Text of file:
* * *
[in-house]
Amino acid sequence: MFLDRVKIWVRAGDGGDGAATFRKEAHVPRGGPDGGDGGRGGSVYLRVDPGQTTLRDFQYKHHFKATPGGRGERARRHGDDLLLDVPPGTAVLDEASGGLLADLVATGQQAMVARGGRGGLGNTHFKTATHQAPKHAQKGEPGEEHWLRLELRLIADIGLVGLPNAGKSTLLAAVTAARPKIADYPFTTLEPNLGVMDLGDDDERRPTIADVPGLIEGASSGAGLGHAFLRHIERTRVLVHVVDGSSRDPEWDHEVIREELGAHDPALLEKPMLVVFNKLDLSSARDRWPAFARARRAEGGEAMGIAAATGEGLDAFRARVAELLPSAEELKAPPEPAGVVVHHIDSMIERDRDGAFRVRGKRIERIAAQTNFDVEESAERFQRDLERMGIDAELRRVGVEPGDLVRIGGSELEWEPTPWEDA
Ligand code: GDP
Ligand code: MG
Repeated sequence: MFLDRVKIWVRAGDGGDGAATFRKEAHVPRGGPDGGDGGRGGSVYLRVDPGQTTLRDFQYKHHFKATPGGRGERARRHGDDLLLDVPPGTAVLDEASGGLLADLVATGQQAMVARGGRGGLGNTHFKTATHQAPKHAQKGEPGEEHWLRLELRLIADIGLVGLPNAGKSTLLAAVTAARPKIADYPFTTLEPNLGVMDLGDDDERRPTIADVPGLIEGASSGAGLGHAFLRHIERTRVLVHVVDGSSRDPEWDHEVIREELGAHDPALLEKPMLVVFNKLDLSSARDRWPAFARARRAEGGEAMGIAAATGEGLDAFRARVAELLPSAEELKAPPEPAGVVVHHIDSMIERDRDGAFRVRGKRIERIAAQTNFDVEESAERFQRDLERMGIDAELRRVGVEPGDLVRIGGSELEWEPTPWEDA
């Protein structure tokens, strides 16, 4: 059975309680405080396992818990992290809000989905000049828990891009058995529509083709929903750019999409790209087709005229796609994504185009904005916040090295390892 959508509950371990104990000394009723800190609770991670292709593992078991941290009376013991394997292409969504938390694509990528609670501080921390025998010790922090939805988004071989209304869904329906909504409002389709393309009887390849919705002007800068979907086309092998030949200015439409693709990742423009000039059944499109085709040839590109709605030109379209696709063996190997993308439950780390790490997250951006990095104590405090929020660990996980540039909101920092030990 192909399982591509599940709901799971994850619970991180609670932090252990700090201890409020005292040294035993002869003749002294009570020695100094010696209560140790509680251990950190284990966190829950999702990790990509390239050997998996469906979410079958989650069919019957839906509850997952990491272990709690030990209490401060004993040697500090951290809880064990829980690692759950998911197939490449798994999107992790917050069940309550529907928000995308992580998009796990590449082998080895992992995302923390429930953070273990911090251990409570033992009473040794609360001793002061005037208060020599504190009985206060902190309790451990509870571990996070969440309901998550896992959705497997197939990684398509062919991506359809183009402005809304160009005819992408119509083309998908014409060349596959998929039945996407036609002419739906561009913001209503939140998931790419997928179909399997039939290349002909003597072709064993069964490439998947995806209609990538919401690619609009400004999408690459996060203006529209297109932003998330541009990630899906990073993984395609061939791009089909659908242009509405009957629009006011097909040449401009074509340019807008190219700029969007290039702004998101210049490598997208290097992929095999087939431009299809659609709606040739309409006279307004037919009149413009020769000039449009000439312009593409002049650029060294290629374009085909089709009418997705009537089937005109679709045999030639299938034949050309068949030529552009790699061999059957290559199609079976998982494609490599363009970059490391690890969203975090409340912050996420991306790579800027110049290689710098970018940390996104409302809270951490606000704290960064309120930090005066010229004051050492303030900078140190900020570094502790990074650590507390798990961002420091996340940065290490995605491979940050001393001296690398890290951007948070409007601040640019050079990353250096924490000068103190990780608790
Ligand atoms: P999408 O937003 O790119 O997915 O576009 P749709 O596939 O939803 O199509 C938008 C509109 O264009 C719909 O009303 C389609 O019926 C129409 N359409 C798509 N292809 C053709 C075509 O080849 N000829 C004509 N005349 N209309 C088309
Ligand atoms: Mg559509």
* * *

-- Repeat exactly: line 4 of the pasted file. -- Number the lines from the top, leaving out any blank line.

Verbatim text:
Ligand code: MG